6 Tips For Mastering Your Bullhorn Implementation
Human beings are naturally averse to change, and a technology implementation is no exception. For many adopters of new technology, after the buzz of the “go-live” is over, users revert to bad habits and old workflows.
During unmanned change, productivity can decrease by up to 75%. But developing a change management strategy ensures that you can systematically move your business from its current state to a desired future state—all while minimizing productivity loss and creating an environment that accelerates long-term goals and improvements. But where do you start?
Communicate from the Beginning
The sooner you communicate the benefits and impact for each individual, the more successful your project will be—and that means before the implementation is underway. Dominic Webster, Managing Director at Maxxima, a health and social care recruitment firm in the UK that recently implemented Bullhorn, explains that by engaging stakeholders from the very beginning of the procurement process, Bullhorn had plenty of internal champions right off the bat.
The key message that needs to be communicated is what’s to come and how it can benefit each employee. Throughout implementation, the Maxxima team marketed Bullhorn internally through announcements about infrastructure upgrades, including their telephony system, their CRM (Bullhorn), their website, and what compliance functionality—which is incredibly important in the healthcare industry—the new software would bring.
Make Sure You Have Executive Sponsorship
The second way to ensure success and user buy-in during a software implementation is to identify an executive sponsor. Implementations are most successful when executive leadership and senior management are demonstrably committed to the project and they continue to give enthusiastic endorsement throughout. If leadership adapts to the new software and it can successfully deliver against their objectives, this can drive higher engagement throughout the business.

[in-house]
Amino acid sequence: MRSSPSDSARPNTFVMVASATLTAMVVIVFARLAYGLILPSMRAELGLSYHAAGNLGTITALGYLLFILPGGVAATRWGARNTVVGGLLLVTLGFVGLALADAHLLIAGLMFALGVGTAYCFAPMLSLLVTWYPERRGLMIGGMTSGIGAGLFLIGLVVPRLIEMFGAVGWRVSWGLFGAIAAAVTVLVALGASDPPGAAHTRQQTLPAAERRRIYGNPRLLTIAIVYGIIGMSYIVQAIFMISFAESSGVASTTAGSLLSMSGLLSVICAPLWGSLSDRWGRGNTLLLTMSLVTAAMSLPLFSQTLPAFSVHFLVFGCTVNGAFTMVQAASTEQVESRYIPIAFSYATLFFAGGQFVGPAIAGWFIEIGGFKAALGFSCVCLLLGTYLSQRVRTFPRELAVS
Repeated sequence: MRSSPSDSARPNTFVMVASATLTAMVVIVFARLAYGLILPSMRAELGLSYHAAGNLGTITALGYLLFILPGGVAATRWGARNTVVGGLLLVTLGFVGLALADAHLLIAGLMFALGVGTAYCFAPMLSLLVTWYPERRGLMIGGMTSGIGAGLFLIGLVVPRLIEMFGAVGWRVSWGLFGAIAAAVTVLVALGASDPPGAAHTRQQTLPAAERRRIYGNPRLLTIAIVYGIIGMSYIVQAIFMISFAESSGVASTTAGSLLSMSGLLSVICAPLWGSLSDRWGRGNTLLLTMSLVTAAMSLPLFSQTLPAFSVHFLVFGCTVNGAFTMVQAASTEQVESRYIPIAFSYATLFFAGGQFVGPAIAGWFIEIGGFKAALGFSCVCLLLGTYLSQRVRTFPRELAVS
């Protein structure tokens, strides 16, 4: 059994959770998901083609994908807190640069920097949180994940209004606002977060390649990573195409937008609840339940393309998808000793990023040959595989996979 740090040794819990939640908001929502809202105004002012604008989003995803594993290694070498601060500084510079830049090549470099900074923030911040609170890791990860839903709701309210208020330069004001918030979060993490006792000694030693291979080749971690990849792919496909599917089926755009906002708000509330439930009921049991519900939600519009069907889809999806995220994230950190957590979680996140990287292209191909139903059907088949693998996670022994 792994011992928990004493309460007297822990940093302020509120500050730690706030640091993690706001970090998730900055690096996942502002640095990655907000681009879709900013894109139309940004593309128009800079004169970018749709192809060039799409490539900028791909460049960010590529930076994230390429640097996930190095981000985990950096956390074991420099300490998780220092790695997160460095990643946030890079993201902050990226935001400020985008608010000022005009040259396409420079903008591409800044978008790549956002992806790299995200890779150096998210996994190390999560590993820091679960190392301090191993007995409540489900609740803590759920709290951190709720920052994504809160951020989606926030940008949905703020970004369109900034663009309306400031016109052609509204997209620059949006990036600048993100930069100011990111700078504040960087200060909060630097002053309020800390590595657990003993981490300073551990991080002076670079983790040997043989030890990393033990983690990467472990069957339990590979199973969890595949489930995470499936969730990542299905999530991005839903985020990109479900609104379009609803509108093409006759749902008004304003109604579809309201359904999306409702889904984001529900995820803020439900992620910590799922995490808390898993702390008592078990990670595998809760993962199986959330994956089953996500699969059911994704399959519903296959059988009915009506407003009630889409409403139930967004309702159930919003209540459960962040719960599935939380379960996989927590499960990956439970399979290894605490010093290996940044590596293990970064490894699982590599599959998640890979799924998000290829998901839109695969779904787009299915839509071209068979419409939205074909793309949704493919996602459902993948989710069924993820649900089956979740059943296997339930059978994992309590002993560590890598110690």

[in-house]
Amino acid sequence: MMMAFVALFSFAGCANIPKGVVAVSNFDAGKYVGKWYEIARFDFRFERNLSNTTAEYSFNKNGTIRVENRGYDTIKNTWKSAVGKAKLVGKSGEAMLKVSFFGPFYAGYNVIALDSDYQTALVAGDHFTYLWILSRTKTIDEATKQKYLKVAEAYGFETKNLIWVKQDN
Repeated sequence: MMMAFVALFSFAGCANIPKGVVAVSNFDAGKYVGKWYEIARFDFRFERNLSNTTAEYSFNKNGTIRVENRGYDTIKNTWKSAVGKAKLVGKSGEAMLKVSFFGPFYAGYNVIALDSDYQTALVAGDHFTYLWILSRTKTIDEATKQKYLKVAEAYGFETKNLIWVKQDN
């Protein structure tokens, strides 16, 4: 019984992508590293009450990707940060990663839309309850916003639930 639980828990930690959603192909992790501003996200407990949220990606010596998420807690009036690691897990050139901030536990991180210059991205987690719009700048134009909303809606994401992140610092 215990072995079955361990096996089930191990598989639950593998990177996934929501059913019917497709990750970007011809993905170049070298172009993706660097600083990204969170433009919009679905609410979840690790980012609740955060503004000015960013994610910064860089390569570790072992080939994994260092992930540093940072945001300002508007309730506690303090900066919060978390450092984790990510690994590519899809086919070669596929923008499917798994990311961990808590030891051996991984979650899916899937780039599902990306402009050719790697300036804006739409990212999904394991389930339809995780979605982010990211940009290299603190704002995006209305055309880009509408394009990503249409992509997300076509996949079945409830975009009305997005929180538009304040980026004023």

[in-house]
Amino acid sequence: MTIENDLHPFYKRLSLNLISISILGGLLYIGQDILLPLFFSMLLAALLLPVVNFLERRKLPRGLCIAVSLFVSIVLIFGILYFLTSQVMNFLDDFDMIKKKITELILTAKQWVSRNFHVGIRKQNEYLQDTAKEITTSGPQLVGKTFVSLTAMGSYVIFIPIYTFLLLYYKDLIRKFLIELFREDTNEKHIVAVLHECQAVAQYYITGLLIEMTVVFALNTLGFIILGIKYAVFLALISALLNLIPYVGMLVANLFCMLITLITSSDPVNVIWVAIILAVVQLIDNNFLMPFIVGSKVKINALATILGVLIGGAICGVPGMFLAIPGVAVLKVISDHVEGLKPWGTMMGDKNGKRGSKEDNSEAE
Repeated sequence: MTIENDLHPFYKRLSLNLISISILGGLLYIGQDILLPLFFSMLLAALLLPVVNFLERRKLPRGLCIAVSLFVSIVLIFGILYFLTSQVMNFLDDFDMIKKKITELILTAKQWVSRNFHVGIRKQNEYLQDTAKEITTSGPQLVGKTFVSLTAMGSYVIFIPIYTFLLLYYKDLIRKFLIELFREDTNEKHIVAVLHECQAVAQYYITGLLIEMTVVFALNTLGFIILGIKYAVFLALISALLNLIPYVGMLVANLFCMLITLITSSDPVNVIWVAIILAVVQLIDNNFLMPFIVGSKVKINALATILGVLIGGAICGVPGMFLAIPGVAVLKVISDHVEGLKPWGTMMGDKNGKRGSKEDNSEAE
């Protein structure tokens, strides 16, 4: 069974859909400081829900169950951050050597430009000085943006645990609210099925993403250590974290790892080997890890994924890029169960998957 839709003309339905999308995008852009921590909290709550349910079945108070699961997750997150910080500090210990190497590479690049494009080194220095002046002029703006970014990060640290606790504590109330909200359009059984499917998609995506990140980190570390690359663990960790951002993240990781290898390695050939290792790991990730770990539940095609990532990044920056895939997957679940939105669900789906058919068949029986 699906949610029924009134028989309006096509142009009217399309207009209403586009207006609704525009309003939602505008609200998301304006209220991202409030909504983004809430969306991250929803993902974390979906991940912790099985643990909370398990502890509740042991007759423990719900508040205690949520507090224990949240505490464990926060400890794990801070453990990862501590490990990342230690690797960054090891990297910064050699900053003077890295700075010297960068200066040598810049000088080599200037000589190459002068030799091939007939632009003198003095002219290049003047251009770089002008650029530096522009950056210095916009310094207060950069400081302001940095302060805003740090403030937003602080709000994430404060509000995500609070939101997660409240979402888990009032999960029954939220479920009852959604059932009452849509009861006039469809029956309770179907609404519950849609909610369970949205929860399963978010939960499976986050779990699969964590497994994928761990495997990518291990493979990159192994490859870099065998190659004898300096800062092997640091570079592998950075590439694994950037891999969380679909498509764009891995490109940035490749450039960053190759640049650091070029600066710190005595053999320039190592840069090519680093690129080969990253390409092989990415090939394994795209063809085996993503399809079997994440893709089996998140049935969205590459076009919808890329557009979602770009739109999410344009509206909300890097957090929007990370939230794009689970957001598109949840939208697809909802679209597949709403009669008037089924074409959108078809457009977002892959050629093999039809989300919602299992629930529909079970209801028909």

Maxxima’s implementation was unique in that the firm not only had an executive sponsor in Dominic, but Dominic was leading the charge for the new software from the beginning. With Dominic’s full support throughout the entire process—from procurement all the way through go-live and beyond—the staff had consistent messaging and benefited from a lead-by-example approach.
Identify Internal Champions or Subject Matter Experts
Enthusiasm can’t come from the top alone. The best ambassadors of change will be the individuals in your organization who are considered thought leaders and can demonstrate the value of the change in a peer-to-peer approach. If these people embrace and drive the change management plan, others will naturally follow suit.
“One thing that has been massively beneficial is that we have a really good Project Manager and Technical Expert who knows Bullhorn inside and out,” Dominic said of their Bullhorn champion. “And they have a really good relationship with the dedicated Bullhorn Project Manager and that has really served us well.” But for those companies who don’t necessarily have a dedicated Bullhorn resource, don’t be afraid to bring one in. “Some companies might have to procure that resource externally, but it’s important that they have that resource,” Dominic said.